French Interior Minister Gérald Darmanin announced this Sunday that as of December 1, a plane belonging to the European agency Frontex will be deployed to detect and intercept illegal sea crossings with the United Kingdom.
“Day and night, the plane will be able to help the French, Dutch and Belgian police, because the boats do not just leave France, to observe the networks of traffickers and the crossings and avoid them as early as possible,” said Darmanin, in the end of a meeting in Calais, where ways to control illegal immigration were discussed.
The meeting, convened after the death of 31 people in a shipwreck, on Wednesday, was also attended by the interior ministers of Germany, Belgium, and the Netherlands, as well as the European Commissioner for Home Affairs, Ylva Johansson, and the executive directors security agencies Frontex and Europol.
The meeting had an eminently political character and Darmanin said that France plans to announce “great advances” in the fight against illegal immigration when it assumes the presidency of the Council of the European Union, next January.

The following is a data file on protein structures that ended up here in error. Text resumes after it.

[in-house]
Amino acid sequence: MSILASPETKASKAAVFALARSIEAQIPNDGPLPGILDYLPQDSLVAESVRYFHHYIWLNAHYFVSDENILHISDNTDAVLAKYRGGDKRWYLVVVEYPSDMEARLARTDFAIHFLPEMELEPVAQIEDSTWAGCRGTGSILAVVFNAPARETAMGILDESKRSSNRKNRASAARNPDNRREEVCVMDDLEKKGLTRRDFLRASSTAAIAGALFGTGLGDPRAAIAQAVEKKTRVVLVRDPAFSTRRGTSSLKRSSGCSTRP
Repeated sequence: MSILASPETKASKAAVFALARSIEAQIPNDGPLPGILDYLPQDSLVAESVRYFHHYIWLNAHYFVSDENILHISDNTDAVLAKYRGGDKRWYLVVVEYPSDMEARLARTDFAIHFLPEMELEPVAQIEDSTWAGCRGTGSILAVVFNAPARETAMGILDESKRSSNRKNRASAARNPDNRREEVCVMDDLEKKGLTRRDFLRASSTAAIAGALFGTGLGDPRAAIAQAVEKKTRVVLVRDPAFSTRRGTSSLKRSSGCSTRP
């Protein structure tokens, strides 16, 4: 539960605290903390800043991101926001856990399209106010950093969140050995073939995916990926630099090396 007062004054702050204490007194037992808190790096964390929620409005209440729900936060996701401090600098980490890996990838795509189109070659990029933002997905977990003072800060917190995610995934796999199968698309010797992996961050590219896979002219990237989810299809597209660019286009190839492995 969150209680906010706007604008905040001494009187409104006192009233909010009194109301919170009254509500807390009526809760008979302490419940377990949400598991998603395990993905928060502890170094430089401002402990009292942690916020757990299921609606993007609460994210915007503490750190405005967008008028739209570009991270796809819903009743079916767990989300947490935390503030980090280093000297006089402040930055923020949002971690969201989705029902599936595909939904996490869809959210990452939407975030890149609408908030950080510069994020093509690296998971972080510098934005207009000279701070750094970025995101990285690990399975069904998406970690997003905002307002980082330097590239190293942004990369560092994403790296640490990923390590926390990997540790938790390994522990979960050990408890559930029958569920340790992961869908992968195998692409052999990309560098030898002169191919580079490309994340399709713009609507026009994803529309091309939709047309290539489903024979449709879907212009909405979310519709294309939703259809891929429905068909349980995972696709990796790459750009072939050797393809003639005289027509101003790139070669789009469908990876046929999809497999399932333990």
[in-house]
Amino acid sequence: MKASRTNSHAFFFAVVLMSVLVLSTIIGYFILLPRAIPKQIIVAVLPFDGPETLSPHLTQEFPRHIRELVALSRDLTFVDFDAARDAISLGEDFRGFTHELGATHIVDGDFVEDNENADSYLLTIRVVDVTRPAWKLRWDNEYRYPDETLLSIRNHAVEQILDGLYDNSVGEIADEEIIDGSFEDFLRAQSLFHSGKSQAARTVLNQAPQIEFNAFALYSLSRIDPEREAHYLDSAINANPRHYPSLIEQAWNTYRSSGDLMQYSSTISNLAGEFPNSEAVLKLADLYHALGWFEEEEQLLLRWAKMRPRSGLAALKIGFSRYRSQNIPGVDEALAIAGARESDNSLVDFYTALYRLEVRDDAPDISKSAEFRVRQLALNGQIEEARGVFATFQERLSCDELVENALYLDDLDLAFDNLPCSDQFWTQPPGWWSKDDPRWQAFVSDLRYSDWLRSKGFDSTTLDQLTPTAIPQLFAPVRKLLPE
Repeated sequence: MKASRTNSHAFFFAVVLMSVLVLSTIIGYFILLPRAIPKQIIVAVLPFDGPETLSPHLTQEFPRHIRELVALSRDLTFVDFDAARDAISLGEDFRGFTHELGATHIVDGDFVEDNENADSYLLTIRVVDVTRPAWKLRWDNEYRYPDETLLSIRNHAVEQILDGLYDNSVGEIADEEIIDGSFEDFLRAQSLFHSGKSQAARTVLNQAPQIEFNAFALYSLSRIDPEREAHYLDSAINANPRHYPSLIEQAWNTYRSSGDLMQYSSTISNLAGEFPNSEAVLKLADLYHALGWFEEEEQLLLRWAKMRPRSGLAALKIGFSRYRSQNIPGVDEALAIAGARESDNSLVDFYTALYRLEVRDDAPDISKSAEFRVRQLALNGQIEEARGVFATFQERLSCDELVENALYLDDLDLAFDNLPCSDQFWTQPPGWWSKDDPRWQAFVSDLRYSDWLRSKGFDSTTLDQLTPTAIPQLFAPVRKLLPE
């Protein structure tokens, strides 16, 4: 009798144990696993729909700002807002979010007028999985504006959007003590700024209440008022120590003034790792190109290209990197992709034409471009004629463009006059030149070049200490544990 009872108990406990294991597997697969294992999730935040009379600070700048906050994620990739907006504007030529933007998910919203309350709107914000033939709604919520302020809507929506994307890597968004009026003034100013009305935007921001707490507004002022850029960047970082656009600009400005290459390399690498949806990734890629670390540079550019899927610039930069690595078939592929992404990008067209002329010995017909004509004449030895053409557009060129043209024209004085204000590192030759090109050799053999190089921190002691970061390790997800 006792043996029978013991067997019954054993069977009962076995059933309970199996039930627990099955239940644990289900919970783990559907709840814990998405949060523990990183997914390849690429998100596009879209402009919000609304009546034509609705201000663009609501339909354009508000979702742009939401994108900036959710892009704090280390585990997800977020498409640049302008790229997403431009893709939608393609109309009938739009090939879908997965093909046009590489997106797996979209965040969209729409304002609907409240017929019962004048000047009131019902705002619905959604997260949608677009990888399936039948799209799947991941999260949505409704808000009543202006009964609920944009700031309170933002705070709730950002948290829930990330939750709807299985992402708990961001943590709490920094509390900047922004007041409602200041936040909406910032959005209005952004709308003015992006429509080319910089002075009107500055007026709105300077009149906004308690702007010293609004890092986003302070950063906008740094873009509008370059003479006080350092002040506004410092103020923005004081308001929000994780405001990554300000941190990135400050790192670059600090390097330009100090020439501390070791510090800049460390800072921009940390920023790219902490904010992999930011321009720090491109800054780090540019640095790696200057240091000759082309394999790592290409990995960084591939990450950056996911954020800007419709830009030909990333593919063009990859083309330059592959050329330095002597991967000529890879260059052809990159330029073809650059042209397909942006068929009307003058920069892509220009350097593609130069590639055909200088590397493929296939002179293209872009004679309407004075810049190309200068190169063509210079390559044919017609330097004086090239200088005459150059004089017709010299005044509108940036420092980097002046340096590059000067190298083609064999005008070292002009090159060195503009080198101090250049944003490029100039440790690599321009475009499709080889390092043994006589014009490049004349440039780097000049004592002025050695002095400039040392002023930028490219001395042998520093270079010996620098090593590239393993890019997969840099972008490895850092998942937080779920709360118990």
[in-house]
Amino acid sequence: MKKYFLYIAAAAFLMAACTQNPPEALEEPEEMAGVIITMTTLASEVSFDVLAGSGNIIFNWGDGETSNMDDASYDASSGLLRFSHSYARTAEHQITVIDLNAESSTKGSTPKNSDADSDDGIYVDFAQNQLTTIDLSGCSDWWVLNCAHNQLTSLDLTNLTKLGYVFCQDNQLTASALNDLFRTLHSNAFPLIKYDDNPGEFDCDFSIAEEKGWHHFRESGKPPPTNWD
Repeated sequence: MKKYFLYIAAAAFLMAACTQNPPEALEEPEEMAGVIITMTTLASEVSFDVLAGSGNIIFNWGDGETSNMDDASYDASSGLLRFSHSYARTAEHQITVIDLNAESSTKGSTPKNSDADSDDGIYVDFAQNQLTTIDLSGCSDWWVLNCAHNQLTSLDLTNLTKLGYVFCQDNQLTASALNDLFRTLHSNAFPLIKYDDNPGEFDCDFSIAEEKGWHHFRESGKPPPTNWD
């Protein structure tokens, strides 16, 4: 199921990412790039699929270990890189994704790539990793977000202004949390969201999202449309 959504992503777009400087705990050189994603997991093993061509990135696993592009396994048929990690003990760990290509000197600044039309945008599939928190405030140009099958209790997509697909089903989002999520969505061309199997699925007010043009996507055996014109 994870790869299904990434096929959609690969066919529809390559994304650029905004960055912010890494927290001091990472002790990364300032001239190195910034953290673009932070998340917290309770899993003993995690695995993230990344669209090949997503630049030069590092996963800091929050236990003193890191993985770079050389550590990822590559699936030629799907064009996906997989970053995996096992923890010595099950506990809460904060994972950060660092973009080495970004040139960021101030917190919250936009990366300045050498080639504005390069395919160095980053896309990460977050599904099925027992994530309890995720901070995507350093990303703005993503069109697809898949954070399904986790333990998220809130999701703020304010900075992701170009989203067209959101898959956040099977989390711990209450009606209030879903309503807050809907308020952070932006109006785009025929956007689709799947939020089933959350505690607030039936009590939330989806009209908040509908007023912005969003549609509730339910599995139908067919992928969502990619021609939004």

The French minister anticipated “an even more intense fight” against migratory flows and their traffickers and took the opportunity to ask the United Kingdom – which was excluded by France from this meeting, after diplomatic incidents between the two countries, on this matter – to take responsibility for the dramas in the English Channel.
“If migrants show up here it is because they are attracted to the UK, by its labor market,” said Darmanin, at the meeting in Calais, calling for a swift and effective contribution from London.
At the end of the meeting, a senior German government official also said it was “urgent” to adopt “an agreement between the European Union and the United Kingdom” on migration.
“The UK has an important role to play. We need an agreement between the European Union and the UK,” Stephan Mayer of the German Interior Ministry told a press conference.
The crossing of illegal migrants in the English Channel has intensified since 2018 after European authorities blocked their access to the Eurotunnel, and European countries are now looking for effective ways to stop the smuggling networks of human beings they are accused of. blame in accidents with immigrants.
Source: With Agencies